NXIVM founder Keith Raniere has been found guilty on all counts.
Raniere, who prosecutors said ran a "sex cult" within his purported self-help group, on Wednesday was found guilty on seven counts, including racketeering conspiracy, forced labor conspiracy, and sex trafficking conspiracy, CNN reports. He was also found guilty of possession of child pornography, NBC News reports.
These charges come in connection with a sorority known as DOS, which operated within Raniere's group NXIVM. In the sorority, prosecutors say women were allegedly branded with Raniere's initials and required to hand over compromising material, including nude photos of themselves, and told it would be released if they tried to leave, The New York Times reports. Women in DOS were referred to as "masters" and "slaves," with prosecutors saying victims were "exploited, both sexually and for their labor." The group gained nationwide attention after a Times investigation published in Oct. 2017.
Former followers testified during Raniere's six-week trial in Brooklyn, with one saying she was sexually assaulted by Raniere after being instructed to seduce him, The Daily Beast reports. Raniere pleaded not guilty, and his lawyer during trial said that all of the relationships Raniere had with members of the organization were consensual, BuzzFeed News reports.
Smallville actress Allison Mack previously pleaded guilty to racketeering charges over her role in the alleged sex cult, saying that she "believed Keith Raniere's intentions were to help people, and I was wrong." Raniere will be sentenced on Sept. 25 and faces life in prison. Brendan Morrow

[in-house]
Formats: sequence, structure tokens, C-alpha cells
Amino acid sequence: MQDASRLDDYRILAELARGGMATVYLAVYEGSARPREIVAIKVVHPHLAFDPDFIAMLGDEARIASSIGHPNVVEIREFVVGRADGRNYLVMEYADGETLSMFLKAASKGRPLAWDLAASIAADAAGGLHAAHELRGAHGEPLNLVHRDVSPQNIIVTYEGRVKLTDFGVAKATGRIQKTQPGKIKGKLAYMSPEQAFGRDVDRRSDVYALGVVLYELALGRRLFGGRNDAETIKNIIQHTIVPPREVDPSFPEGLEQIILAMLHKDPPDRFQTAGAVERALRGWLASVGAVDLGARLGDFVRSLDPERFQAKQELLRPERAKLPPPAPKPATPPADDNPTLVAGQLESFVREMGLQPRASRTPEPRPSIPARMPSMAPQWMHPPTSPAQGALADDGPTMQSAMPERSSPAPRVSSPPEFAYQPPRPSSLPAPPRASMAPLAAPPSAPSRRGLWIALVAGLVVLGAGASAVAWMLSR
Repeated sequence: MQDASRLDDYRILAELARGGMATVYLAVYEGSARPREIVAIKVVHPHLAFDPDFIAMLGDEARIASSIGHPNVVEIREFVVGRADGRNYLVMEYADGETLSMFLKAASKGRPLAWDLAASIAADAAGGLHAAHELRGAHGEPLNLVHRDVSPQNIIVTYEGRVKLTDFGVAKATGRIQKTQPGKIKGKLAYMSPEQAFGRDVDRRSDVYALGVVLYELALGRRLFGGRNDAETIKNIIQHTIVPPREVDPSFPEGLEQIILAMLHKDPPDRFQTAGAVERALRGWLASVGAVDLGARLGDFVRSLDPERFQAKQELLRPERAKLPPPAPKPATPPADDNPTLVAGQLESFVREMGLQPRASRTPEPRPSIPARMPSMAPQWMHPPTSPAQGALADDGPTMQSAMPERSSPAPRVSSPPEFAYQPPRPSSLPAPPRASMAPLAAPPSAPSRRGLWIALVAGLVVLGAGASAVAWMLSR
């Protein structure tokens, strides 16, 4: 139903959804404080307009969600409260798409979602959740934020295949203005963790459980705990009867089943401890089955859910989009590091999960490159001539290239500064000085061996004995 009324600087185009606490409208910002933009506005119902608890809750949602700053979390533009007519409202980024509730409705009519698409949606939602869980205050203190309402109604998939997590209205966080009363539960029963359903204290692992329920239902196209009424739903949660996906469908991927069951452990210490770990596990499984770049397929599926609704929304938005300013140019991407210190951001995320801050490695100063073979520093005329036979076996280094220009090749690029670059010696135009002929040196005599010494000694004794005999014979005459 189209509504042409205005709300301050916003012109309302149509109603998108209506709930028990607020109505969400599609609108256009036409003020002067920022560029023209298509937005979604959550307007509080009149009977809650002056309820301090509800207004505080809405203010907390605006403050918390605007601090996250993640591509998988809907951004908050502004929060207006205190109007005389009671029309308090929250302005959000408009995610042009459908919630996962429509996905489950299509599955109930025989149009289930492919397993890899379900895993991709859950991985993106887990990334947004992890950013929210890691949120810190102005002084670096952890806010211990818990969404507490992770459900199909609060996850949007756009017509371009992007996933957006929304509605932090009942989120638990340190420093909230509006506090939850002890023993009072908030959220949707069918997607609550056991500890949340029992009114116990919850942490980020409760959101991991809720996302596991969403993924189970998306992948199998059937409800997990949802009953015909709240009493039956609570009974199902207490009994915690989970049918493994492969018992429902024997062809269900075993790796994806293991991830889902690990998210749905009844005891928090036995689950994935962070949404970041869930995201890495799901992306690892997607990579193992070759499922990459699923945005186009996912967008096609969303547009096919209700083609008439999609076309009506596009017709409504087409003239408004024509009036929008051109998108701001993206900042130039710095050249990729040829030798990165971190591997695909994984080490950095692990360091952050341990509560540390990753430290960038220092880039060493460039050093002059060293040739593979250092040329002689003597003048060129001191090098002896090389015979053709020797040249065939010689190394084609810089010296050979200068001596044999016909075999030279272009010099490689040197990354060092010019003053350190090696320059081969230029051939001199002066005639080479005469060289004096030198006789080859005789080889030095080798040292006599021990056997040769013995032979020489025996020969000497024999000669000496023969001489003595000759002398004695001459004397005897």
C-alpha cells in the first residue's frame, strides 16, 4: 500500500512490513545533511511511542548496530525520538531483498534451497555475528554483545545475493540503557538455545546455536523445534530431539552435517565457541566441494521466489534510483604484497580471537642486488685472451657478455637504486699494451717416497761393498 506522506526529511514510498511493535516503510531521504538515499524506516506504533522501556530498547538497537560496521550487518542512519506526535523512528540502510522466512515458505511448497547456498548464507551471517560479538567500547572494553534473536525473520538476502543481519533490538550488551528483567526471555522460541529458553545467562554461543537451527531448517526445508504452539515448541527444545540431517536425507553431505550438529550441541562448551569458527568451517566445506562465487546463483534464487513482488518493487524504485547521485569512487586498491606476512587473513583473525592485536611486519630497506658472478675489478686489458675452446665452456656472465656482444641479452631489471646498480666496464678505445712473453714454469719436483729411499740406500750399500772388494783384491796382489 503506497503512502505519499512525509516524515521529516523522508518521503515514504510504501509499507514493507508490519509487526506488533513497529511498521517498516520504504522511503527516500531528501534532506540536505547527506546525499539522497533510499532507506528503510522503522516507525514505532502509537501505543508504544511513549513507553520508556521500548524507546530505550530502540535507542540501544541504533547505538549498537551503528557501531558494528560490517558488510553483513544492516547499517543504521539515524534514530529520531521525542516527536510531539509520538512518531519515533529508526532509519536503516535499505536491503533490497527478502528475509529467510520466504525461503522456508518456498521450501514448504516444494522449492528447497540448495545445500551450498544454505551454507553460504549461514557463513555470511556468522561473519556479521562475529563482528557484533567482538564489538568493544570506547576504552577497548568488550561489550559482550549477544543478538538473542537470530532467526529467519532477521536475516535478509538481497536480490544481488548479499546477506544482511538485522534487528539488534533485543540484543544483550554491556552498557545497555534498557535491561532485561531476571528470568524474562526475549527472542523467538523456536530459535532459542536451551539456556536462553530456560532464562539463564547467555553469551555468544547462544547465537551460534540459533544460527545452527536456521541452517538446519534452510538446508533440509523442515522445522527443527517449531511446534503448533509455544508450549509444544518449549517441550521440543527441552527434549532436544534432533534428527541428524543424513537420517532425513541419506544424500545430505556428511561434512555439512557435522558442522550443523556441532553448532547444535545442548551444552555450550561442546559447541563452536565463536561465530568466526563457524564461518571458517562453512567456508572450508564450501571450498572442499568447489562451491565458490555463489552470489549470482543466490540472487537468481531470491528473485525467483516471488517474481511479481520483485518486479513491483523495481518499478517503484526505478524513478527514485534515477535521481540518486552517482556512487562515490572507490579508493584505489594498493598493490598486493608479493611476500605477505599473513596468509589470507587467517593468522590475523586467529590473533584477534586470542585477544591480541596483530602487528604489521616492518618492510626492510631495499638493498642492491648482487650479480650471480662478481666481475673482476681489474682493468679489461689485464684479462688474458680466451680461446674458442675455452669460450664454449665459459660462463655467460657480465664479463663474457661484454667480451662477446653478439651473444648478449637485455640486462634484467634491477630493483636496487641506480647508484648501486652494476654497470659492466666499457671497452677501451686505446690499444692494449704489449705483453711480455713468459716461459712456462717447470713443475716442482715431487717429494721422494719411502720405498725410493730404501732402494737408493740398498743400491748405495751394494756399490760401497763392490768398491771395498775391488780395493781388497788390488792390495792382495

Fox News legal analyst Andrew Napolitano is blasting President Trump over Special Counsel Robert Mueller's report, suggesting it proves he obstructed justice numerous times.
In an op-ed for Fox News, Napolitano wrote that Mueller's report includes "at least a half-dozen crimes of obstruction committed by Trump," including Trump allegedly asking his White House counsel to fire Mueller, something Trump has denied doing. "That's obstruction of justice," Napolitano definitively and repeatedly states in a video after running through a number of incidents described in the Mueller report.
The Fox News analyst ripped into the president for this behavior, writing, "ordering obstruction to save himself from the consequences of his own behavior is unlawful, defenseless and condemnable."
Napolitano also takes issue with Attorney General William Barr, saying he's "wrong" to say a person can't be guilty of obstruction if they aren't guilty of the underlying crime being investigated. Instead, Napolitano says, the "nearly universal view of law enforcement" is that any attempted interference with an investigation is obstruction, and the obstruction doesn't have to be successful to be unlawful.
Napolitano summarized the situation in a video, saying the report concludes that Trump "probably committed the crimes of obstruction of justice but probably should not be charged for them," which he calls a "head-scratcher." The question now, Napolitano writes in his op-ed, is whether Democrats will "utilize Mueller's evidence of obstruction for impeachment." Brendan Morrow